AEA365 | A Tip-a-Day by and for Evaluators

Nov/13

19

ICT4D for MEAL Week: Or Dashevsky on Sierra Leone Malaria Indicator Survey

Hi, my name is Or Dashevsky, Chief Solution Architect for Catholic Relief Services based in Baltimore. I’m responsible for providing technical leadership to a team who develop CRS’ enterprise architecture.

Malaria is endemic in Sierra Leone, with stable and perennial transmission in all parts of the country. As such, the entire population is at risk of developing the disease. Malaria accounts for about 50% of outpatient morbidity and is presently the leading cause of morbidity and mortality among children under five years of age, with a mortality attributed to malaria estimated to be 38% among this age group and 25% for all ages (Outpatient morbidity statistics, MoHS, 2009, MIS 2010).Dashevsky

Catholic Relief Services (CRS) and the Ministry of Health and Sanitation (MoHS) of Sierra Leone are co-implementing a Global Fund project to fight AIDS, Tuberculosis, and Malaria (Global Fund Round 10). The overall goal of the Global Fund Round 10 Malaria project is to achieve the malaria-related Millennium Development Goals (MDGs) by 2015, not only nationally, but also among the poorest groups across Sierra Leone.

In order to track progress and impact, CRS led the implementation of a Malaria Indicator Survey (MIS) from 31 January – 8 March 2013 covering 6,720 households throughout the country.  Despite the great surge of mobile technologies to accelerate data collection, all surveys prior to this were using paper-based systems in Sierra Leone. The 2013 MIS used Apple 3GS iPhones to collect data via the iFormBuilder platform, a Software as Services application allowing for timely data collection, monitoring, and analysis.

Lessons Learned:

  • Allow enough time to digitize paper questionnaires: It took approximately 9 weeks of intense programming and testing over a 10-month period to program the MIS questionnaire into iFormBuilder.
  • Allow enough time to pre-test: The tool was pre-tested in 100 households in both rural and urban areas three months prior to the start of MIS data collection.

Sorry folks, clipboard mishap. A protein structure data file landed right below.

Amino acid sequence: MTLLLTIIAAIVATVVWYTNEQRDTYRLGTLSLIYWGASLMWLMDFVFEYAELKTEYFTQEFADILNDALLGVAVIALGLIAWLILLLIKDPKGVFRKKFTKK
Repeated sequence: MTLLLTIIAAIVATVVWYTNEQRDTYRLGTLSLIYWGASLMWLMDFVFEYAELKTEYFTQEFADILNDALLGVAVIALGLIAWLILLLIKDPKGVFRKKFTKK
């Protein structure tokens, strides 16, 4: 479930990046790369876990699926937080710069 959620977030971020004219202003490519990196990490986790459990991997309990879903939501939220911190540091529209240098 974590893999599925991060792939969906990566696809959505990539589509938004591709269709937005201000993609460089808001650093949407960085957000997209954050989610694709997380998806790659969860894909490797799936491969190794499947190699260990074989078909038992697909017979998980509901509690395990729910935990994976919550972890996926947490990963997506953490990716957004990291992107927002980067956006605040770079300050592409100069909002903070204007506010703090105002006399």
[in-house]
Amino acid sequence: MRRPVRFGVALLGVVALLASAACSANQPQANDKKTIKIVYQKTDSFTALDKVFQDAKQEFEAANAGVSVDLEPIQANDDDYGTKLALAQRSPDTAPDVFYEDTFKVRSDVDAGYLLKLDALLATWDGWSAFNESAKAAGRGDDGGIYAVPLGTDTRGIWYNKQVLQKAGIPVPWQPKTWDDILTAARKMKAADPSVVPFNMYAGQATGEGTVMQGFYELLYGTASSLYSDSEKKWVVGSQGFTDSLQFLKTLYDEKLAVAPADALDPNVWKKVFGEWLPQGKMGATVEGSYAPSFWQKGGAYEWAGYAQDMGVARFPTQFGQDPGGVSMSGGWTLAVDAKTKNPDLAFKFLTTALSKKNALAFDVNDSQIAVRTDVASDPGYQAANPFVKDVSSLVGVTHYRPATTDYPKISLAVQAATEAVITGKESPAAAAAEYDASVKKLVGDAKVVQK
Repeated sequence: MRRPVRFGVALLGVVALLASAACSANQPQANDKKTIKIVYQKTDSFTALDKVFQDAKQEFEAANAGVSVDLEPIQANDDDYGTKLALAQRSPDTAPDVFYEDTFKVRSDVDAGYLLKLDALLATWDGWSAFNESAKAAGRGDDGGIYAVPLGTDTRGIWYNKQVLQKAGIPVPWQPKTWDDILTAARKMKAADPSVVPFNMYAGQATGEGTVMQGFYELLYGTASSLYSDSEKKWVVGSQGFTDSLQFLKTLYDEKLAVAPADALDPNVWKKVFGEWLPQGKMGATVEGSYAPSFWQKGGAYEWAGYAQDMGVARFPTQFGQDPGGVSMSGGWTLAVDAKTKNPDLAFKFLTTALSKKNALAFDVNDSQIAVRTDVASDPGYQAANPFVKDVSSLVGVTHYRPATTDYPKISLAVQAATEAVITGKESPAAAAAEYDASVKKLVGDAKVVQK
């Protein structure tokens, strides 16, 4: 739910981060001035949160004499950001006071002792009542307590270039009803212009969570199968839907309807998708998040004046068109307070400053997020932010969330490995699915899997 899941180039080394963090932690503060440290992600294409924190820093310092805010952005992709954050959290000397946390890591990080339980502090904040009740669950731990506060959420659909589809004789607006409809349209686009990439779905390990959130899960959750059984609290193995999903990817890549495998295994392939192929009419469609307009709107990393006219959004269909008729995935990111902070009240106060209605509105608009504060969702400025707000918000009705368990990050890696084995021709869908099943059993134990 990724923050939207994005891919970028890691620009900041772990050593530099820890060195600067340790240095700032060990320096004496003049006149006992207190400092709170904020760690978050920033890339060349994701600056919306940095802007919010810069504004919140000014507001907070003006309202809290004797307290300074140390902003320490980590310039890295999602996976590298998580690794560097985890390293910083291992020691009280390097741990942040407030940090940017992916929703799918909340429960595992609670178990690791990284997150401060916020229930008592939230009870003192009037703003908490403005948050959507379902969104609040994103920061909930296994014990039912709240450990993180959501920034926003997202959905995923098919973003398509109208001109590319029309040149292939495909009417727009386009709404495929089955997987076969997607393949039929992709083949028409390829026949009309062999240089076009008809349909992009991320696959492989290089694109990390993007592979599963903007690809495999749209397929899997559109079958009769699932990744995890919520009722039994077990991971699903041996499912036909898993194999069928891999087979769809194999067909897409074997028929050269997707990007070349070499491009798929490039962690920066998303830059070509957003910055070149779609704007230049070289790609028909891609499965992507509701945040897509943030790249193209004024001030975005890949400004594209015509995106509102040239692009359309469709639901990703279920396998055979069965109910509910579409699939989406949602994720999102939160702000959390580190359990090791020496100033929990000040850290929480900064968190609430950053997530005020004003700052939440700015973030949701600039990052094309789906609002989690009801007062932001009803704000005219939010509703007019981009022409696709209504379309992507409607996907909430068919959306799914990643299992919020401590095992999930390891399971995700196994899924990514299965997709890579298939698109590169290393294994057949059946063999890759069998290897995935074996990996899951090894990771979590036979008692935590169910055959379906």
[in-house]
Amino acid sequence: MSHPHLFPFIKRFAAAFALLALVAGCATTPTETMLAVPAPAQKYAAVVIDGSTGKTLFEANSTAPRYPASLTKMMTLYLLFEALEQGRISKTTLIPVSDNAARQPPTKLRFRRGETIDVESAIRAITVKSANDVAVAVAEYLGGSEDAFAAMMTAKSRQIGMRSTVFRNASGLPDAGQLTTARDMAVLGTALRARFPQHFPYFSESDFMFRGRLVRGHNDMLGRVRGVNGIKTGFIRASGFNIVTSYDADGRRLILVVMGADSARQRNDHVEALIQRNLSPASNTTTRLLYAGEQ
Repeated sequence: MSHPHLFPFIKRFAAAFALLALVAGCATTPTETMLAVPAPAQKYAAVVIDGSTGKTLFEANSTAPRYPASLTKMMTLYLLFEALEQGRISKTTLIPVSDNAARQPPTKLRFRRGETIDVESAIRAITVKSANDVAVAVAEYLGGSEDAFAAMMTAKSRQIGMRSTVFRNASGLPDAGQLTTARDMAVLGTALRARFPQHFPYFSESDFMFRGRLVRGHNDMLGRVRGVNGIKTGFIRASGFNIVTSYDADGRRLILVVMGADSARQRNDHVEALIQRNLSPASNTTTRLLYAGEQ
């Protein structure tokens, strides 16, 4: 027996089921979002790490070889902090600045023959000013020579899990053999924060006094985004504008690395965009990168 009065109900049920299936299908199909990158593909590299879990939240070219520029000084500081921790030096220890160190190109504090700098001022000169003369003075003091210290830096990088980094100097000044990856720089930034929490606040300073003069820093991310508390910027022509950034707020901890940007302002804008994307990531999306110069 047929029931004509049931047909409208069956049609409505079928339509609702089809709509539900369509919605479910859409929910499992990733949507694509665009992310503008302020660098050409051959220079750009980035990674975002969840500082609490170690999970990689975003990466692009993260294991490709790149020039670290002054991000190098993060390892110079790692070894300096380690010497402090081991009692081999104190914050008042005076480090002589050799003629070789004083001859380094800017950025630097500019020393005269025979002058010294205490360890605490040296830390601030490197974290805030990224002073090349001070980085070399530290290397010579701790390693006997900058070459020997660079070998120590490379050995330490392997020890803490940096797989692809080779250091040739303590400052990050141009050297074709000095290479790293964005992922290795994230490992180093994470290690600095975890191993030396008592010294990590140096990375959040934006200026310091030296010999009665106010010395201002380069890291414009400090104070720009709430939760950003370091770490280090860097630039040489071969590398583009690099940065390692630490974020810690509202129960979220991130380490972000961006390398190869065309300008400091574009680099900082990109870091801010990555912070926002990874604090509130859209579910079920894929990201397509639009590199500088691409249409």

• Spend enough time on training enumerators prior to data collection:  Data collection training for 28 teams lasted three weeks, which was necessary to ensure that all individuals collecting MIS data fully understood the questions, the functioning of iPhones, and the sequencing and logic of the questionnaires
  • Provide central technical support throughout data collection effort:  Throughout data collection, a CRS Freetown-based team was available 16 hours a day to respond to phone calls from the field teams, especially during the first 10 days of fieldwork. This allowed for real-time review of data and timely corrections.

Hot Tip: Digital data collection will improve timelines and accuracy of the data. It may look more expensive than traditional paper-base systems but in reality cost of digital data collection can be less in the long run.

The American Evaluation Association is celebrating Information and Communication Technology for Development (ICT4D) for Monitoring, Evaluation, Accountability and Learning (MEAL) week. The contributions all this week to aea365 come from members who work in ICT4D for MEAL. Do you have questions, concerns, kudos, or content to extend this aea365 contribution? Please add them in the comments section for this post on the aea365 webpage so that we may enrich our community of practice. Would you like to submit an aea365 Tip? Please send a note of interest to aea365@eval.org. aea365 is sponsored by the American Evaluation Association and provides a Tip-a-Day by and for evaluators.

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